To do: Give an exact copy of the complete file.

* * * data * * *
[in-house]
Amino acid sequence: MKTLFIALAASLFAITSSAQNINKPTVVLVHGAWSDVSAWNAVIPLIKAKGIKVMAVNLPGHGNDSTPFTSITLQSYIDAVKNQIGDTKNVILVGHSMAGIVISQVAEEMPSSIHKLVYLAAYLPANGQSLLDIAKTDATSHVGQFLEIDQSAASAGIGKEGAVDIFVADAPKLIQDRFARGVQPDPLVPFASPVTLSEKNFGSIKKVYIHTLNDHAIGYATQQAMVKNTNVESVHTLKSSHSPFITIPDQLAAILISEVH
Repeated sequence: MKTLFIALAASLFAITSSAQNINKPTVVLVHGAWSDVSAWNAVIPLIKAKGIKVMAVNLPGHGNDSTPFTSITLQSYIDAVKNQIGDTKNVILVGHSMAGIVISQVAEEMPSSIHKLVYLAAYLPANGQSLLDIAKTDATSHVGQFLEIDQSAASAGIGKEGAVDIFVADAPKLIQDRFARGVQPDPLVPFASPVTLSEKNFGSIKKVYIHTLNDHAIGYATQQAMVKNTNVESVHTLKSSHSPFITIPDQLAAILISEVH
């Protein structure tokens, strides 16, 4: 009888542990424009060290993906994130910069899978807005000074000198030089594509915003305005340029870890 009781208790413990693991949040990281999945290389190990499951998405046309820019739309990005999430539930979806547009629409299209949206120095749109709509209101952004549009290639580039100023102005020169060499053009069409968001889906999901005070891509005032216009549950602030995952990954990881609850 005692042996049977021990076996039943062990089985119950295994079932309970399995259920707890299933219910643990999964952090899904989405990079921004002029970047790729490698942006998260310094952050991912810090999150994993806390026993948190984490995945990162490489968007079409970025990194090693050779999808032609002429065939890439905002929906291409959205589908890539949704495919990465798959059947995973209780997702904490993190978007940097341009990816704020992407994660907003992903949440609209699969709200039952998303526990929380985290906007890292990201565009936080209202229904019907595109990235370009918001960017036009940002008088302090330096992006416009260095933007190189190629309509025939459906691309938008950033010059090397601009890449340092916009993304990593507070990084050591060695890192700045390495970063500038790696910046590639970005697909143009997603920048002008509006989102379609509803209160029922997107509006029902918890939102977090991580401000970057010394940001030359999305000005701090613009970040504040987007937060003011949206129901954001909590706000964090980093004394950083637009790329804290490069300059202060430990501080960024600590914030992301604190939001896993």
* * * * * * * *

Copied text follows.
[in-house]
Amino acid sequence: MKTLFIALAASLFAITSSAQNINKPTVVLVHGAWSDVSAWNAVIPLIKAKGIKVMAVNLPGHGNDSTPFTSITLQSYIDAVKNQIGDTKNVILVGHSMAGIVISQVAEEMPSSIHKLVYLAAYLPANGQSLLDIAKTDATSHVGQFLEIDQSAASAGIGKEGAVDIFVADAPKLIQDRFARGVQPDPLVPFASPVTLSEKNFGSIKKVYIHTLNDHAIGYATQQAMVKNTNVESVHTLKSSHSPFITIPDQLAAILISEVH
Repeated sequence: MKTLFIALAASLFAITSSAQNINKPTVVLVHGAWSDVSAWNAVIPLIKAKGIKVMAVNLPGHGNDSTPFTSITLQSYIDAVKNQIGDTKNVILVGHSMAGIVISQVAEEMPSSIHKLVYLAAYLPANGQSLLDIAKTDATSHVGQFLEIDQSAASAGIGKEGAVDIFVADAPKLIQDRFARGVQPDPLVPFASPVTLSEKNFGSIKKVYIHTLNDHAIGYATQQAMVKNTNVESVHTLKSSHSPFITIPDQLAAILISEVH
């Protein structure tokens, strides 16, 4: 009888542990424009060290993906994130910069899978807005000074000198030089594509915003305005340029870890 009781208790413990693991949040990281999945290389190990499951998405046309820019739309990005999430539930979806547009629409299209949206120095749109709509209101952004549009290639580039100023102005020169060499053009069409968001889906999901005070891509005032216009549950602030995952990954990881609850 005692042996049977021990076996039943062990089985119950295994079932309970399995259920707890299933219910643990999964952090899904989405990079921004002029970047790729490698942006998260310094952050991912810090999150994993806390026993948190984490995945990162490489968007079409970025990194090693050779999808032609002429065939890439905002929906291409959205589908890539949704495919990465798959059947995973209780997702904490993190978007940097341009990816704020992407994660907003992903949440609209699969709200039952998303526990929380985290906007890292990201565009936080209202229904019907595109990235370009918001960017036009940002008088302090330096992006416009260095933007190189190629309509025939459906691309938008950033010059090397601009890449340092916009993304990593507070990084050591060695890192700045390495970063500038790696910046590639970005697909143009997603920048002008509006989102379609509803209160029922997107509006029902918890939102977090991580401000970057010394940001030359999305000005701090613009970040504040987007937060003011949206129901954001909590706000964090980093004394950083637009790329804290490069300059202060430990501080960024600590914030992301604190939001896993």